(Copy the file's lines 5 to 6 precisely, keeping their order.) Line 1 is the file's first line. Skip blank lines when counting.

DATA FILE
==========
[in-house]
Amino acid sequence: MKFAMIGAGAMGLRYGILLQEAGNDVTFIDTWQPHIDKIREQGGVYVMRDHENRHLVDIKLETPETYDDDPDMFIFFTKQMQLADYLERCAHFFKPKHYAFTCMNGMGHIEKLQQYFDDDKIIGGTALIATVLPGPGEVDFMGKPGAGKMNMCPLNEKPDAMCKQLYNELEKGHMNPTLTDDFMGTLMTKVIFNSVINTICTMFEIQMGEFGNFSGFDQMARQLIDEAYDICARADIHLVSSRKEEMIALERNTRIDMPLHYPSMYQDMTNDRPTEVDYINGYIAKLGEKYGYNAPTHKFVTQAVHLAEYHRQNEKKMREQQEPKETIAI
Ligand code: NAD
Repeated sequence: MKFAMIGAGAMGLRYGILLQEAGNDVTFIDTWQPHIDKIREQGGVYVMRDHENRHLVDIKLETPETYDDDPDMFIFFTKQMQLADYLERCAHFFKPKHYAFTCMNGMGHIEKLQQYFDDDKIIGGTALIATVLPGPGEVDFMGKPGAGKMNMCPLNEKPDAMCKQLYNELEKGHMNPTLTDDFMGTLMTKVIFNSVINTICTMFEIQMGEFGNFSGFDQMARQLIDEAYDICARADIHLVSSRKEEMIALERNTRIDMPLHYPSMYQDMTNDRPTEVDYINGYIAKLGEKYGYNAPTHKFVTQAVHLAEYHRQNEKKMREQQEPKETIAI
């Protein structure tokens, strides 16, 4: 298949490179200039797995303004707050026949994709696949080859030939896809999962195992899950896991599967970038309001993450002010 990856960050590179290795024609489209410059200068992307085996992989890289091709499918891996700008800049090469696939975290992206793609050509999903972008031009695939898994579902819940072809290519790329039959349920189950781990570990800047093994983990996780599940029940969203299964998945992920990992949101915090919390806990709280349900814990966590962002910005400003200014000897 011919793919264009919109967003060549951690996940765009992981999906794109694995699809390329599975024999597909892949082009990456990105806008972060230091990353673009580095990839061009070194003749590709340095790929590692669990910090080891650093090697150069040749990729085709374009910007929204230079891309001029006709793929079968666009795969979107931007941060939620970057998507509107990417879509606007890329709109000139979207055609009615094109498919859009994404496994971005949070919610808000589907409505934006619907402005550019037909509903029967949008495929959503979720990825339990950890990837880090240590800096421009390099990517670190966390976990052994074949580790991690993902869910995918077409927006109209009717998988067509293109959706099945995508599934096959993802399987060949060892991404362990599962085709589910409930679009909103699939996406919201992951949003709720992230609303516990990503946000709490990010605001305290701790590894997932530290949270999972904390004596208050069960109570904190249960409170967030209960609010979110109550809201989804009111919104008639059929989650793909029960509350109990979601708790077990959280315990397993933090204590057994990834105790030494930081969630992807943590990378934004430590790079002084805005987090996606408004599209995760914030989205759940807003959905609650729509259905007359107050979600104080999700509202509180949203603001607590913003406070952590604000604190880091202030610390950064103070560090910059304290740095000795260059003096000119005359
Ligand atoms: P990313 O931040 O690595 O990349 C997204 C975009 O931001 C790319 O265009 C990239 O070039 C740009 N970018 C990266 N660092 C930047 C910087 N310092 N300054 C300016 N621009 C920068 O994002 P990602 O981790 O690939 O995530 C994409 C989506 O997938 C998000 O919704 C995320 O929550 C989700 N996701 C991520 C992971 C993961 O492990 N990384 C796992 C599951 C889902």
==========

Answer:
């Protein structure tokens, strides 16, 4: 298949490179200039797995303004707050026949994709696949080859030939896809999962195992899950896991599967970038309001993450002010 990856960050590179290795024609489209410059200068992307085996992989890289091709499918891996700008800049090469696939975290992206793609050509999903972008031009695939898994579902819940072809290519790329039959349920189950781990570990800047093994983990996780599940029940969203299964998945992920990992949101915090919390806990709280349900814990966590962002910005400003200014000897 011919793919264009919109967003060549951690996940765009992981999906794109694995699809390329599975024999597909892949082009990456990105806008972060230091990353673009580095990839061009070194003749590709340095790929590692669990910090080891650093090697150069040749990729085709374009910007929204230079891309001029006709793929079968666009795969979107931007941060939620970057998507509107990417879509606007890329709109000139979207055609009615094109498919859009994404496994971005949070919610808000589907409505934006619907402005550019037909509903029967949008495929959503979720990825339990950890990837880090240590800096421009390099990517670190966390976990052994074949580790991690993902869910995918077409927006109209009717998988067509293109959706099945995508599934096959993802399987060949060892991404362990599962085709589910409930679009909103699939996406919201992951949003709720992230609303516990990503946000709490990010605001305290701790590894997932530290949270999972904390004596208050069960109570904190249960409170967030209960609010979110109550809201989804009111919104008639059929989650793909029960509350109990979601708790077990959280315990397993933090204590057994990834105790030494930081969630992807943590990378934004430590790079002084805005987090996606408004599209995760914030989205759940807003959905609650729509259905007359107050979600104080999700509202509180949203603001607590913003406070952590604000604190880091202030610390950064103070560090910059304290740095000795260059003096000119005359
Ligand atoms: P990313 O931040 O690595 O990349 C997204 C975009 O931001 C790319 O265009 C990239 O070039 C740009 N970018 C990266 N660092 C930047 C910087 N310092 N300054 C300016 N621009 C920068 O994002 P990602 O981790 O690939 O995530 C994409 C989506 O997938 C998000 O919704 C995320 O929550 C989700 N996701 C991520 C992971 C993961 O492990 N990384 C796992 C599951 C889902």